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Duncan Foley raised the following question:
Since capital can move from the other sectors to banking, wouldn't the
force of competition tend to equalize the rate of profit on banking capital
to the average rate of profit?
The mechanism might be a wider or narrower spread between bank's lending
and borrowing rates of interest.
Chai-on Lee would like to answer:
(1) banking capitals have the power of creating money capitals.
(2) actual lender is not the banking capital but the other commodity producers. The producer from whom the borrower buys products now might not be the actual lender since he receives cash in exchange for his/her products from the borrower. The borrower buys now but does not sell now, who only promises to sell in future. As far as the exchange sphere is concerned, the other producers give him/her a credit as they can buy from him/her only in future.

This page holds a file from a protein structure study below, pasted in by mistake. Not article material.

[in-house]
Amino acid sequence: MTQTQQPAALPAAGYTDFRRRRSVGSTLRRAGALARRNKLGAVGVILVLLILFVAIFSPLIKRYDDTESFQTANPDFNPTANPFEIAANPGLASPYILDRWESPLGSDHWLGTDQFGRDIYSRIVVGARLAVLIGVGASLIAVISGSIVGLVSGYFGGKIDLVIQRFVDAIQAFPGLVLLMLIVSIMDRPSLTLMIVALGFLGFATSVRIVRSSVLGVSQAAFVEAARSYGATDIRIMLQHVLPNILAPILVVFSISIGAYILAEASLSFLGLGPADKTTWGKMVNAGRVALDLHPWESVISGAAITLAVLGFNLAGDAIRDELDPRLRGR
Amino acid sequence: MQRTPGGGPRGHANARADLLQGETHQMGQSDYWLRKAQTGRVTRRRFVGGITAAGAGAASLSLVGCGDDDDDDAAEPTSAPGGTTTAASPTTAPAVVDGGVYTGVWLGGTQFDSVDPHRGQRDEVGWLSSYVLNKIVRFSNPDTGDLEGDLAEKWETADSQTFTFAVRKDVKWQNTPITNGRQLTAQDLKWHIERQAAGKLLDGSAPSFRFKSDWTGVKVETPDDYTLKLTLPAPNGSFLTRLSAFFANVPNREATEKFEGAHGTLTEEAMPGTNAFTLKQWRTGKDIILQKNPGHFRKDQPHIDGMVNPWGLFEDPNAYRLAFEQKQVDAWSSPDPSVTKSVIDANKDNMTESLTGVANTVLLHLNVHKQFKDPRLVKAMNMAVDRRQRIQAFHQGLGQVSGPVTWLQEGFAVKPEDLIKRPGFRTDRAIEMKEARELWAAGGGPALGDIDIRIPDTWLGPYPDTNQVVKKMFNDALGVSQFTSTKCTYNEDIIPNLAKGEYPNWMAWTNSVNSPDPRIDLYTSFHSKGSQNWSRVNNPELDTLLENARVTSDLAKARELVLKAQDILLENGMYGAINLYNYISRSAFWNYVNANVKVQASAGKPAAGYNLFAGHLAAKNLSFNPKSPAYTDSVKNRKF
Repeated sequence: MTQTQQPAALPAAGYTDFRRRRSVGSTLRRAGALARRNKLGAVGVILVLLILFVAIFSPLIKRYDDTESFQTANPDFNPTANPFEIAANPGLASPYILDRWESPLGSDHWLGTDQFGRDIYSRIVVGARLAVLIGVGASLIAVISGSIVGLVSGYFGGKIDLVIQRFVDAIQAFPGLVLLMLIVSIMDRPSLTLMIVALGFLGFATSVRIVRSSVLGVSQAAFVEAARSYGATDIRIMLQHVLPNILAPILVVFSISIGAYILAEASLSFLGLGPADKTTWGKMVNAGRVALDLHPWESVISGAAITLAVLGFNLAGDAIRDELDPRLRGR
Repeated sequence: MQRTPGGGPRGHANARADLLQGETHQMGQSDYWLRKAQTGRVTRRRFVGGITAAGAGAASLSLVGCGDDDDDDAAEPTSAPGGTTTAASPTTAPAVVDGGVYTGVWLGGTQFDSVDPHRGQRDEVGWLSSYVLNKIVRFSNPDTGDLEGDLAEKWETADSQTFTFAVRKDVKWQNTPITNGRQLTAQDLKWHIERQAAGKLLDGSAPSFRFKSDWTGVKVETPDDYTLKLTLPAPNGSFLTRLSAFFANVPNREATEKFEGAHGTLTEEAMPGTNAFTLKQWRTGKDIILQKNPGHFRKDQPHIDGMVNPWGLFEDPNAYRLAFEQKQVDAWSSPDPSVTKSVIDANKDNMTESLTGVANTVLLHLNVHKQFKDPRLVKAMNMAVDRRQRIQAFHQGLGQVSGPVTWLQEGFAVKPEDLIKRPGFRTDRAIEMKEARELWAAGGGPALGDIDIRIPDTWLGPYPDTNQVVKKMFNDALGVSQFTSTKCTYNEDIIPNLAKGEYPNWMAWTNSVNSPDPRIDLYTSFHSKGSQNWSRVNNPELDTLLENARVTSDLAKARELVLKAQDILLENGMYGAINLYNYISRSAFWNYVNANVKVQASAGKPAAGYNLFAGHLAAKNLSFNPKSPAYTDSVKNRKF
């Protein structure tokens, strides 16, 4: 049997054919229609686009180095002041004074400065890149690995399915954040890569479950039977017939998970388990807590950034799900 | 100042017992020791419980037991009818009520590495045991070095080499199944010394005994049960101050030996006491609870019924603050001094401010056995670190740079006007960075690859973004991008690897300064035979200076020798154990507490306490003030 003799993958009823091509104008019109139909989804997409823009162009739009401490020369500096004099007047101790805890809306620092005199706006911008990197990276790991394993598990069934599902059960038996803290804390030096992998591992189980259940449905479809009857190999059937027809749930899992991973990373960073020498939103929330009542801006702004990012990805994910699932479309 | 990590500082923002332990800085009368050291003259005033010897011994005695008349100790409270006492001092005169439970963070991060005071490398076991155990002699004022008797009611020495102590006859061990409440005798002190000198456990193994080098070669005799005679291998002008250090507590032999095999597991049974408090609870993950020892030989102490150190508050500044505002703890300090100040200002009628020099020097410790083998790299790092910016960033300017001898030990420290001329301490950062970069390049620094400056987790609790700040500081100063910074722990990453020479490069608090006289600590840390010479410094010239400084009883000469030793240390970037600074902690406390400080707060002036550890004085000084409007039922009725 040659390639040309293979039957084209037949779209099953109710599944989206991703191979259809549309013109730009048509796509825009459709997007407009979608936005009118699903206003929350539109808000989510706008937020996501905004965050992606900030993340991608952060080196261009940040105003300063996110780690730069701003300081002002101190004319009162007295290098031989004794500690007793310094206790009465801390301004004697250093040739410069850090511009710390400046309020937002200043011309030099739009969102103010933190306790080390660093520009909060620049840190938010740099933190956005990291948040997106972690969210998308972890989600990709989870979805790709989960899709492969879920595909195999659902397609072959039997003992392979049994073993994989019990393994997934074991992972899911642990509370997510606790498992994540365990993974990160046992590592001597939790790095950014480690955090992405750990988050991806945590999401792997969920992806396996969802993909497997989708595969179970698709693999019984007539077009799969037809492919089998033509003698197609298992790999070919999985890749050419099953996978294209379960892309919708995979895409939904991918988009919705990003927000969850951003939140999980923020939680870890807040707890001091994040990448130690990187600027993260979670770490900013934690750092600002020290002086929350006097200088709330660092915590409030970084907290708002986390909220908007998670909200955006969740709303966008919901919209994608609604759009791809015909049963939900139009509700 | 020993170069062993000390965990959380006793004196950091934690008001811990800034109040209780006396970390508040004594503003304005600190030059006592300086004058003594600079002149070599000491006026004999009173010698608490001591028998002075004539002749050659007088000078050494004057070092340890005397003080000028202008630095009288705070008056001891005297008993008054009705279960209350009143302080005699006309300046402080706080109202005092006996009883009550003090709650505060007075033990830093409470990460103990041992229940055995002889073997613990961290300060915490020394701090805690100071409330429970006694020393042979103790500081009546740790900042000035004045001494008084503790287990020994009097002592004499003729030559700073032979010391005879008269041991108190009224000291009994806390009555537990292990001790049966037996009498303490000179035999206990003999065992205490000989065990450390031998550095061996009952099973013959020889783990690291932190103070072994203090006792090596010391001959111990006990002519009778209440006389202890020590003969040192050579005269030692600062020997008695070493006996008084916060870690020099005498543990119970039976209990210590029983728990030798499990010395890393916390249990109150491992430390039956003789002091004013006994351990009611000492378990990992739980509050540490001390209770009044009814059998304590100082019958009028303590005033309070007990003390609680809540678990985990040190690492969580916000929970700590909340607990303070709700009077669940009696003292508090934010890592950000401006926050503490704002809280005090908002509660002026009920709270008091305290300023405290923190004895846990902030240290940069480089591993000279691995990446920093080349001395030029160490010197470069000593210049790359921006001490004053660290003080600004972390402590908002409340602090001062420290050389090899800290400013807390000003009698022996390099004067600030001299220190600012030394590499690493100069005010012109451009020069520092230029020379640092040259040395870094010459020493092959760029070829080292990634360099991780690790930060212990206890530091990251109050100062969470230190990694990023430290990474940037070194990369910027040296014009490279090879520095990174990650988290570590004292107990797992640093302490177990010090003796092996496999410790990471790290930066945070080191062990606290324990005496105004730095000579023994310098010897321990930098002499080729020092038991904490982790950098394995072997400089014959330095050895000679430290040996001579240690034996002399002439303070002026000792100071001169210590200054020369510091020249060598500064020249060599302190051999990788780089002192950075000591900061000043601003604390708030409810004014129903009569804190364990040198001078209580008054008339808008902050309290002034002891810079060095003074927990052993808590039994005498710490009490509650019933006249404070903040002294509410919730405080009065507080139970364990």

(3) we shall call this a forced credit. All the other producers are forced by the creation of deposit account to sell their products to the borrower on credit.
(4) The interest charges on the credit attributed to the banking capital is paid directly from the borrower but in fact is usurped from the actual lenders. I would call it an overhead social cost of credit commodity circulation.
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